Women miss out on active treatment time for high cholesterol
One in five participants were without treatment for four years before, during and after pregnancy. Over 9,000 people live with familial hypercholesterolemia (FH) in Norway, but another 16,000 people may have hereditary high cholesterol without knowing it.
Familial hypercholesterolemia is an inherited condition in which a genetic defect causes elevated cholesterol levels from the very first years of life, leading to a heightened risk of heart disease. Though the risk of heart disease is the same for both women and men with FH, women may miss out on active treatment time because of pregnancy.
Professor Kirsten B. Holven and her research group at the Department of Nutrition at the University of Oslo wanted to look into this. They carry out research on FH, cholesterol and atherosclerosis. The team recently published an article on women with FH and pregnancy.
The project was conducted as a digital survey among 102 women with FH in Norway and the Netherlands.
An average of two years without treatment
The most commonly used medicines for lowering cholesterol are statins, and these medicines should not be used when planning a pregnancy, during pregnancy and while breast-feeding.
"The period without treatment before, during and after pregnancy was on average a little over two years, but 20% of the participants were without treatment for four years. We also found that FH women appear to breast-feed less than women without FH," explains author Marianne Klevmoen.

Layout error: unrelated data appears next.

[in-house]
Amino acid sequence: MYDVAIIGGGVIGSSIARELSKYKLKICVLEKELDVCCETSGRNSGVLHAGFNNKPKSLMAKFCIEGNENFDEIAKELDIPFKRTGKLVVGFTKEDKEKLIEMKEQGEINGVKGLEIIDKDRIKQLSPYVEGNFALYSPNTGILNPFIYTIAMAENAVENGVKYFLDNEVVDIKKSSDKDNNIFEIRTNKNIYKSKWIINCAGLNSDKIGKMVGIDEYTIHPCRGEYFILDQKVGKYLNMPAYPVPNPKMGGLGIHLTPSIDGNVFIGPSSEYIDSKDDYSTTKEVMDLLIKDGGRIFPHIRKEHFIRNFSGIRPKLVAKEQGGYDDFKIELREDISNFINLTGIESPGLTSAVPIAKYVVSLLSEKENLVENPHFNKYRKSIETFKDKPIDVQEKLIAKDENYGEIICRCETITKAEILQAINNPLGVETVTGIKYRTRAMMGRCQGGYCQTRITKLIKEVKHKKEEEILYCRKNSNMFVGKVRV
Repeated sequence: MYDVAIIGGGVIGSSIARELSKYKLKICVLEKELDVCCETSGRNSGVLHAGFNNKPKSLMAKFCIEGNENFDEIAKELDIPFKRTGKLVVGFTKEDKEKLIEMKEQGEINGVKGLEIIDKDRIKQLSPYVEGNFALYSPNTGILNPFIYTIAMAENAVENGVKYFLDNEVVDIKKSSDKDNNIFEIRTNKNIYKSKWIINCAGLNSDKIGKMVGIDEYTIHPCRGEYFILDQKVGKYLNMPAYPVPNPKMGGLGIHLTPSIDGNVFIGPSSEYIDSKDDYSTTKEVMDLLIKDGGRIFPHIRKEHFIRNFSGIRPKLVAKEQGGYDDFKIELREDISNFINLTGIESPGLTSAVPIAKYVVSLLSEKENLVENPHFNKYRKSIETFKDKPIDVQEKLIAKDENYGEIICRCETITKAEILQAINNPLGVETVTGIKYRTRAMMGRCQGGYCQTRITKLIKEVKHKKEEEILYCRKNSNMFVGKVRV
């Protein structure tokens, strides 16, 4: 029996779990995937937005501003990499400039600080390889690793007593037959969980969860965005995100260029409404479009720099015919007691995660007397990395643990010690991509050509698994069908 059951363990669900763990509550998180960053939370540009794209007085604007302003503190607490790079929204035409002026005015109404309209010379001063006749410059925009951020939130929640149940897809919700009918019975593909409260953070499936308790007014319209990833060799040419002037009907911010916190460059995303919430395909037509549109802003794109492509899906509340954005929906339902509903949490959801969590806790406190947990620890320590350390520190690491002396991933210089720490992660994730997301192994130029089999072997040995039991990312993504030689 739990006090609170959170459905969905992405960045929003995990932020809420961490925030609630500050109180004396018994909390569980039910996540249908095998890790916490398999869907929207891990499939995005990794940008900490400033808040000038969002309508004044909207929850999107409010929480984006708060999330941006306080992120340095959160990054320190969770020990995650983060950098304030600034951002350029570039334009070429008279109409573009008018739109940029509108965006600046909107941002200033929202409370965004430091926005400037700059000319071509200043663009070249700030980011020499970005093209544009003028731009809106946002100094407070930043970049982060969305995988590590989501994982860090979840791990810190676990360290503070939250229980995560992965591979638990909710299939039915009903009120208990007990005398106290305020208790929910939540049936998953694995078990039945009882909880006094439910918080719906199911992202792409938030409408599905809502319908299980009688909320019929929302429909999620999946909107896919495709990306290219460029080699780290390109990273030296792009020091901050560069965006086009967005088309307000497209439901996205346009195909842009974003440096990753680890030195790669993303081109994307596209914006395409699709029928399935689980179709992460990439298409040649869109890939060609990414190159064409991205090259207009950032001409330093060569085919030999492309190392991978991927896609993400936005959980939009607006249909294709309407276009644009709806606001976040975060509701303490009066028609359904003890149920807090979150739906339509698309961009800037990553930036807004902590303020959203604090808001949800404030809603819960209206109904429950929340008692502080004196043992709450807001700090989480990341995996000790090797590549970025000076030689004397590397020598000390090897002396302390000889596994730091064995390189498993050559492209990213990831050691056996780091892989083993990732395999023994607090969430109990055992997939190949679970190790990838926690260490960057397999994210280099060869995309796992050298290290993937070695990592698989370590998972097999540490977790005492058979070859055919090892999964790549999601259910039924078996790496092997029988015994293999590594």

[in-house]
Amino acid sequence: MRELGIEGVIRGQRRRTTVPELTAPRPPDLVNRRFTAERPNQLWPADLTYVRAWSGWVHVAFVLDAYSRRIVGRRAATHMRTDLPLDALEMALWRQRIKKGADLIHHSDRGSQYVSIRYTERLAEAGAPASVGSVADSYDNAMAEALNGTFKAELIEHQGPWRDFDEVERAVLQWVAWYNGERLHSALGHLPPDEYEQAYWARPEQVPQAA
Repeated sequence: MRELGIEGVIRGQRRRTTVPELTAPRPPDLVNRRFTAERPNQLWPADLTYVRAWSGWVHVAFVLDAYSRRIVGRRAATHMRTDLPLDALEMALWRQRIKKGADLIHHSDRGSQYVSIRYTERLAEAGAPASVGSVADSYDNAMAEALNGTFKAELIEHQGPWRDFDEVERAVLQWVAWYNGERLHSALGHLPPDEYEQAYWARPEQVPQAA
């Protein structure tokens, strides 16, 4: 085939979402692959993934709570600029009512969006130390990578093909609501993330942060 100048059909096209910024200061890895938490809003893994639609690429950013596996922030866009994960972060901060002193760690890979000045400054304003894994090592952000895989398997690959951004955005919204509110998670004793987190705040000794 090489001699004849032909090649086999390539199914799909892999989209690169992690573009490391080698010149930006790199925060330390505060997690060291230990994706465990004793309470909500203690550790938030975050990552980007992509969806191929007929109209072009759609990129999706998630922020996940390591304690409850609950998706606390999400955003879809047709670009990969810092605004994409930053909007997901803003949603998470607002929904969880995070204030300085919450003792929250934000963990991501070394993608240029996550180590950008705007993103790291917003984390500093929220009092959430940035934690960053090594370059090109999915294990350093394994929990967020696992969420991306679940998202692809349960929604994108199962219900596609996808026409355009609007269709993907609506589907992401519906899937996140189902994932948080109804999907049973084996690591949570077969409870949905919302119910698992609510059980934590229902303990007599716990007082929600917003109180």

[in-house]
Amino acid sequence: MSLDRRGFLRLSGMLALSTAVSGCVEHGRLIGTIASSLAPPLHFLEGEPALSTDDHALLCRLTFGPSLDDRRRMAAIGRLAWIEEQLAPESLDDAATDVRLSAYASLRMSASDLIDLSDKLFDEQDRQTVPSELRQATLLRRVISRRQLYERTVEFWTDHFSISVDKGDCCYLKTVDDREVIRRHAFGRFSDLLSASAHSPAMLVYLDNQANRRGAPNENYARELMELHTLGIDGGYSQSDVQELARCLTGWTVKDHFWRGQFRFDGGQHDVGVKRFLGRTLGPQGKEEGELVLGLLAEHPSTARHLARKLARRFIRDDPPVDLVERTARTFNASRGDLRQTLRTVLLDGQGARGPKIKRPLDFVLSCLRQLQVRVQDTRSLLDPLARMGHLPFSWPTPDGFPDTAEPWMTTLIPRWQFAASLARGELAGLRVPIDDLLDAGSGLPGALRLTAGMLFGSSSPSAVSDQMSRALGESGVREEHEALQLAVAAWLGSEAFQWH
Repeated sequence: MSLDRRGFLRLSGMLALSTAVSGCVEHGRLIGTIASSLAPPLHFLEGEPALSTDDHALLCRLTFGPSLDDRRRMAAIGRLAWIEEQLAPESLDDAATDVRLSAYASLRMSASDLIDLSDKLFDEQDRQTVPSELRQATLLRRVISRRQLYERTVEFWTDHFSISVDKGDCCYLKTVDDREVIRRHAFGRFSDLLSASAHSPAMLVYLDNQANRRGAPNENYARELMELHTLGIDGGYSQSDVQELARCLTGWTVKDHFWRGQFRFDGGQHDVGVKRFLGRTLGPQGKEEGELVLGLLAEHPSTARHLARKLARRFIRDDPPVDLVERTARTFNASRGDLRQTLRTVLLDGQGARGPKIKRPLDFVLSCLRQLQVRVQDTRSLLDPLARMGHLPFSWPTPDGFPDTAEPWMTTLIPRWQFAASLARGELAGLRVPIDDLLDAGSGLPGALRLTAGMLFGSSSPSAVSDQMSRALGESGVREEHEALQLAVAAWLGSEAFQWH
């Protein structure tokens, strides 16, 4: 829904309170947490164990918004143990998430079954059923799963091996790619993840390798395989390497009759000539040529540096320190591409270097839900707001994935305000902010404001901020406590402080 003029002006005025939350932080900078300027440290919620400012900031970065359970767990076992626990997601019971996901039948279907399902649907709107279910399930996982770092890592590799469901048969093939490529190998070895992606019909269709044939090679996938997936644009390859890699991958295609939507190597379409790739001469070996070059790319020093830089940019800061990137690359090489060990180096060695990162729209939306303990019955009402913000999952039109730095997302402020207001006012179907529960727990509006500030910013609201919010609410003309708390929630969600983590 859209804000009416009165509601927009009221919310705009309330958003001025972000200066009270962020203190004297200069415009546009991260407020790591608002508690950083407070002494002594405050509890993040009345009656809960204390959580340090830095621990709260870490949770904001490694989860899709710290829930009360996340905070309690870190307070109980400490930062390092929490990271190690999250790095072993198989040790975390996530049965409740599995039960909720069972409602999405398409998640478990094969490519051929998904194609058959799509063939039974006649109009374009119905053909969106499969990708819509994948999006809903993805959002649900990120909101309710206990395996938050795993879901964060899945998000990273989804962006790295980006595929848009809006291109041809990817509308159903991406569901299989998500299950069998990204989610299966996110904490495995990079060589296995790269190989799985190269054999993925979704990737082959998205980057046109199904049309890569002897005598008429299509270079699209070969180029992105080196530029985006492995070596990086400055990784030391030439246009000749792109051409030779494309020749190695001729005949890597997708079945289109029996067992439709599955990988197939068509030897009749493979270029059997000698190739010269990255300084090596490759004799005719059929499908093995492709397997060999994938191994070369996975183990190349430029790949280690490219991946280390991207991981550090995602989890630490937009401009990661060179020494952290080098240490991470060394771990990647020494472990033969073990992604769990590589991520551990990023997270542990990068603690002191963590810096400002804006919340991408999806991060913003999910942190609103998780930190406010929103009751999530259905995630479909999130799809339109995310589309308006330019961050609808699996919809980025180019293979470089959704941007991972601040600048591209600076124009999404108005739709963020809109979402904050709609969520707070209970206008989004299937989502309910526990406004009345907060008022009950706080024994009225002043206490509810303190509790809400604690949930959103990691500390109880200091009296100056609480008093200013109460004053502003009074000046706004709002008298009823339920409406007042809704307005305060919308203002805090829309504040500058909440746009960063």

In need of more research
The authors believe that more attention should be paid to this group of FH patients. "FH women miss out on active treatment time early on in life due to pregnancies and breast feeding. They should therefore be closely followed up in order to keep the time without active treatment to a minimum. We need more research on the importance of these periods of non-treatment," Holven says.
The professor says that women that do not have FH, on average get a heart attack 10 years later in life than men, when they are 65 years old. "For women and men with FH we see that they have heart conditions at about the same age. The question we ask, is if this difference is due to the fact that women with familial hypercholesterolemia miss out on treatment due to pregnancy," she says.
The article was based on Marianne Klevmoen's master degree thesis in nutritional science, for which Holven was the main supervisor. Both are affiliated to the National Advisory Unit on FH (NKT for FH) at Oslo University Hospital.
Vital to diagnose FH at a young age
High cholesterol in the blood gives no symptoms. Since FH is hereditary, people who have close relatives with high cholesterol or who have had heart disease at an early age are encouraged to measure their cholesterol by means of a blood test taken by their GP.